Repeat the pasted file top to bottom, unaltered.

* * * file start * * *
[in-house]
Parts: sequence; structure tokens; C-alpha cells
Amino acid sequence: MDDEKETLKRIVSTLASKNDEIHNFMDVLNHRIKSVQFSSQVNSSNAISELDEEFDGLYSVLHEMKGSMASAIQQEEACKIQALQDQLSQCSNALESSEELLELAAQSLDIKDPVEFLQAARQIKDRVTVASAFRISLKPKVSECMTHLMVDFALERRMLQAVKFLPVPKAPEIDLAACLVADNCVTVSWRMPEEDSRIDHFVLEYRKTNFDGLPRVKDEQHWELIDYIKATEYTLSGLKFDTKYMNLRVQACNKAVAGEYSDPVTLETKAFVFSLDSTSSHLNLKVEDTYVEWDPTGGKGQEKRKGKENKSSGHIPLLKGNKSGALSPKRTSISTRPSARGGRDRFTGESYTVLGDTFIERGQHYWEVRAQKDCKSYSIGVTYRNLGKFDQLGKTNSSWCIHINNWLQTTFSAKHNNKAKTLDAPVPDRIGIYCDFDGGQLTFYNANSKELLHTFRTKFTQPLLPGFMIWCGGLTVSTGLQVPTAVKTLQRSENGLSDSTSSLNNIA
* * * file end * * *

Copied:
[in-house]
Parts: sequence; structure tokens; C-alpha cells
Amino acid sequence: MDDEKETLKRIVSTLASKNDEIHNFMDVLNHRIKSVQFSSQVNSSNAISELDEEFDGLYSVLHEMKGSMASAIQQEEACKIQALQDQLSQCSNALESSEELLELAAQSLDIKDPVEFLQAARQIKDRVTVASAFRISLKPKVSECMTHLMVDFALERRMLQAVKFLPVPKAPEIDLAACLVADNCVTVSWRMPEEDSRIDHFVLEYRKTNFDGLPRVKDEQHWELIDYIKATEYTLSGLKFDTKYMNLRVQACNKAVAGEYSDPVTLETKAFVFSLDSTSSHLNLKVEDTYVEWDPTGGKGQEKRKGKENKSSGHIPLLKGNKSGALSPKRTSISTRPSARGGRDRFTGESYTVLGDTFIERGQHYWEVRAQKDCKSYSIGVTYRNLGKFDQLGKTNSSWCIHINNWLQTTFSAKHNNKAKTLDAPVPDRIGIYCDFDGGQLTFYNANSKELLHTFRTKFTQPLLPGFMIWCGGLTVSTGLQVPTAVKTLQRSENGLSDSTSSLNNIA